Tiananmen Square crackdown

The other photographers who snapped Tiananmen’s Tank Man, and their memories of June 4, 1989 in Beijing

AP’s photo is most famous, but other photographers shot scene that became a defining symbol of the 1989 crackdown on protesters in Beijing. We talk to two, Reuters’ Arthur Tsang, from Hong Kong, and Magnum’s Stuart Franklin

PUBLISHED : Wednesday, 31 May, 2017, 6:48am
UPDATED : Thursday, 01 June, 2017, 5:29pm

A photo of Chinese man in a white shirt and black trousers holding shopping bags in each hand, standing defiantly in front of a column of tanks, became a defining image of the Tiananmen Square crackdown of June 4, 1989.

Watch: How a Hong Kong photographer took the iconic Tiananmen Tankman photo 

It remains a symbol of resistance, taken in Beijing after a student-led protest against corruption grew into calls for accountability, democracy and freedom of speech.

The most famous photograph of the anonymous figure, known simply as Tank Man, was taken by Jeff Widener for Associated Press. There were others who also captured the dramatic scene, however, including a photographer from Hong Kong.

Looking back, Arthur Tsang Hin-wah, 65, remembers the stand-off clearly. He had arrived in the Chinese capital on May 24, 1989, to cover the protests for the Reuters news agency.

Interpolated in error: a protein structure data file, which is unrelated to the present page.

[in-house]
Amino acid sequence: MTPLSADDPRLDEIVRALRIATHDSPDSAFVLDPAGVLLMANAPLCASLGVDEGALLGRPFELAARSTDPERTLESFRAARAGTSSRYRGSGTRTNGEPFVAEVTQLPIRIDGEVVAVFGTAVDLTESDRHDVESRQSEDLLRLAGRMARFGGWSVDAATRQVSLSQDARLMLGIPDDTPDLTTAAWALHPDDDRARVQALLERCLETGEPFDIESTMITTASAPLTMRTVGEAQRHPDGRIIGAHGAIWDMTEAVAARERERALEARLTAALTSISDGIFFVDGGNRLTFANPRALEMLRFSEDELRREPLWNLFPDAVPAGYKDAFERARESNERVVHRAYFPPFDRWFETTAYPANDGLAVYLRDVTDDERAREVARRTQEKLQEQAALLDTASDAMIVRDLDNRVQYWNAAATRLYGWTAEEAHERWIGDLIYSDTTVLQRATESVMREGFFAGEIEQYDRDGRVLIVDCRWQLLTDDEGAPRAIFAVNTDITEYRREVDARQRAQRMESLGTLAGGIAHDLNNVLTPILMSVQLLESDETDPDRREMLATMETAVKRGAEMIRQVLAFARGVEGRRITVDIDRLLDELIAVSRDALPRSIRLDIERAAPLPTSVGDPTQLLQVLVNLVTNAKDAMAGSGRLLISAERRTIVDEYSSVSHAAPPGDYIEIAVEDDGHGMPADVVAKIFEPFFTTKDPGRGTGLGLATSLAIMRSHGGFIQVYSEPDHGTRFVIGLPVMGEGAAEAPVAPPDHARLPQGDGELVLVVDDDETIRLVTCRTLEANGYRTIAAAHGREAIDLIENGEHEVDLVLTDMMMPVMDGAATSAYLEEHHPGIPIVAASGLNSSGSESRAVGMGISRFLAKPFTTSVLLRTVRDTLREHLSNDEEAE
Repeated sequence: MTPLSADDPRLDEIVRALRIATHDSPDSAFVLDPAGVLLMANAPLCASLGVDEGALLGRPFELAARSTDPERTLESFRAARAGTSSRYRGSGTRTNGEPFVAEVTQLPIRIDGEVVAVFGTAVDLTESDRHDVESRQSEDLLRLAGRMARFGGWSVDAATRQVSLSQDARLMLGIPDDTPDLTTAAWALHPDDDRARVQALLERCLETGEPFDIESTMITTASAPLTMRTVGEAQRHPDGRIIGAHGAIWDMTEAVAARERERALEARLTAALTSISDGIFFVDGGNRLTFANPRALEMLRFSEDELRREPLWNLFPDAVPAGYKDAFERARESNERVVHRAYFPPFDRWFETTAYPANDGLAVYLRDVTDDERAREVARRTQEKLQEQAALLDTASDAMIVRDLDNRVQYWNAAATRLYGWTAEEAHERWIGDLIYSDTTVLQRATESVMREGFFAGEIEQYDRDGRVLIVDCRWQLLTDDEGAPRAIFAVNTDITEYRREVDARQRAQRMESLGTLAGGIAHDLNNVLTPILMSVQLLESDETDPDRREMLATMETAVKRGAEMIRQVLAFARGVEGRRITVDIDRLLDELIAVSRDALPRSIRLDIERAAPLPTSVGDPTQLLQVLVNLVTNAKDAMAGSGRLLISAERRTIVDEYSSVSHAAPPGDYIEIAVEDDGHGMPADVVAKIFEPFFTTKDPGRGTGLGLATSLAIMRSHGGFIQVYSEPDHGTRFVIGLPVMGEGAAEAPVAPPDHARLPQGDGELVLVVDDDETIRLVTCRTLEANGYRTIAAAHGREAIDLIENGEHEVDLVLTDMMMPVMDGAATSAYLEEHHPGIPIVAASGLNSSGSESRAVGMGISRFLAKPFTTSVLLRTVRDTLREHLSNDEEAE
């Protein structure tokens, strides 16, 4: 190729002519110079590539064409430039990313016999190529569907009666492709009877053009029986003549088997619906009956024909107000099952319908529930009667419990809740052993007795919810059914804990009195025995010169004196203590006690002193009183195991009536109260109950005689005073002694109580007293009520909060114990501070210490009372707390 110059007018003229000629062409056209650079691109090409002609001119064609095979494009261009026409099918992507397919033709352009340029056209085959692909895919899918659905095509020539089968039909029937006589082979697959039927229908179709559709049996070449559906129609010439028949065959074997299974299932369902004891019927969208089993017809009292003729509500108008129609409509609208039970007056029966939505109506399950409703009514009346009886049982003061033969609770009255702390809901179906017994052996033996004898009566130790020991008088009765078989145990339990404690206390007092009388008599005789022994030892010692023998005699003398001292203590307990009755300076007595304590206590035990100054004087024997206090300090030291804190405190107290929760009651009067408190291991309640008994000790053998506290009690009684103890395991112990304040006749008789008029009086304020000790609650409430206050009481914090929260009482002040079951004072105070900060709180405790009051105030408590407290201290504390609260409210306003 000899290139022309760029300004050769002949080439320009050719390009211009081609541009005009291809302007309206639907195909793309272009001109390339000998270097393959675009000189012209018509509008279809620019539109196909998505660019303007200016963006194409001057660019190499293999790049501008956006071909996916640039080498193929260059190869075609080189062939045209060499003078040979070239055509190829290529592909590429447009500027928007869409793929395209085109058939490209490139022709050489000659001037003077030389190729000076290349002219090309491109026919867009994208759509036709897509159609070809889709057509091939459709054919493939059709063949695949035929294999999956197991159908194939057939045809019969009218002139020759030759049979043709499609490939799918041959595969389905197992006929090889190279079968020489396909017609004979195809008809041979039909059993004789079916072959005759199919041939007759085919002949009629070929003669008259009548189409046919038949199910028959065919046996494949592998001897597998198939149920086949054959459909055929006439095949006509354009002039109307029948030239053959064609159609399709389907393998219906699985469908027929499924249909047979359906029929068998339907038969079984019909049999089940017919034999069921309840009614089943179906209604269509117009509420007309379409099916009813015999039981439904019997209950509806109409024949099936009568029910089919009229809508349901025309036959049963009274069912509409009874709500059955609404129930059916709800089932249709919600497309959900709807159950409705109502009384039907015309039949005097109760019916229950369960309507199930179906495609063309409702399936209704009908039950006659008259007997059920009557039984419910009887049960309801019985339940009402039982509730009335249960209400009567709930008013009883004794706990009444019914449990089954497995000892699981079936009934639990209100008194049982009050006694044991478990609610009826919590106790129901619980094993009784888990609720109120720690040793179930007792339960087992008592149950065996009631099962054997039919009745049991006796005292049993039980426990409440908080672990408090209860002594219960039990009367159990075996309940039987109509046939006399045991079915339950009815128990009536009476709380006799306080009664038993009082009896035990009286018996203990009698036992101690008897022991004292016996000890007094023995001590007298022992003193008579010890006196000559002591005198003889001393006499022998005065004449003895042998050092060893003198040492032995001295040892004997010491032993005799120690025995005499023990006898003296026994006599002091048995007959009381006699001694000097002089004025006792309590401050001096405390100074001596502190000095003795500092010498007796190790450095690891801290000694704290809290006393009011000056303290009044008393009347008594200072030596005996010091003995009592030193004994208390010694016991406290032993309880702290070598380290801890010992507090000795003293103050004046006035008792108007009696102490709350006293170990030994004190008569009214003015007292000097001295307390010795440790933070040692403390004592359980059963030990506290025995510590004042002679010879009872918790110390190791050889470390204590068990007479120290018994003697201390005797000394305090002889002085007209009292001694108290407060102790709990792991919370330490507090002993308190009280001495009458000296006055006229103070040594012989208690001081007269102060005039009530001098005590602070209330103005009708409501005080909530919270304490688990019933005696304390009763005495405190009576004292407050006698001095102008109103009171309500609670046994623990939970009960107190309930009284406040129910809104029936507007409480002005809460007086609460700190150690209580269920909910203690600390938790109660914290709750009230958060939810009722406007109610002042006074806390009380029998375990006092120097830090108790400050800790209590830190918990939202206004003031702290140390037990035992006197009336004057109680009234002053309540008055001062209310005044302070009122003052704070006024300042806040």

The photojournalist was based in Bangkok at the time, but had been glued to the TV watching events unfold in Beijing.

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“Reuters needed a lot of staff to cover the story. Since I’m Chinese, and can speak Cantonese and Putonghua, I volunteered to do the job,” he recalls. “It was a serious event and it was building up every day. I was very concerned about it.”

When Tsang arrived in Beijing the scene was already chaotic, and a number of students were already 11 days into a hunger strike. The movement seemed loosely organised, with many people hanging around Tiananmen Square.

“As a Chinese, in my heart I was supportive of them. They looked pathetic and miserable. It wasn’t just the students who were part of this campaign, but also many ordinary people, old and young.”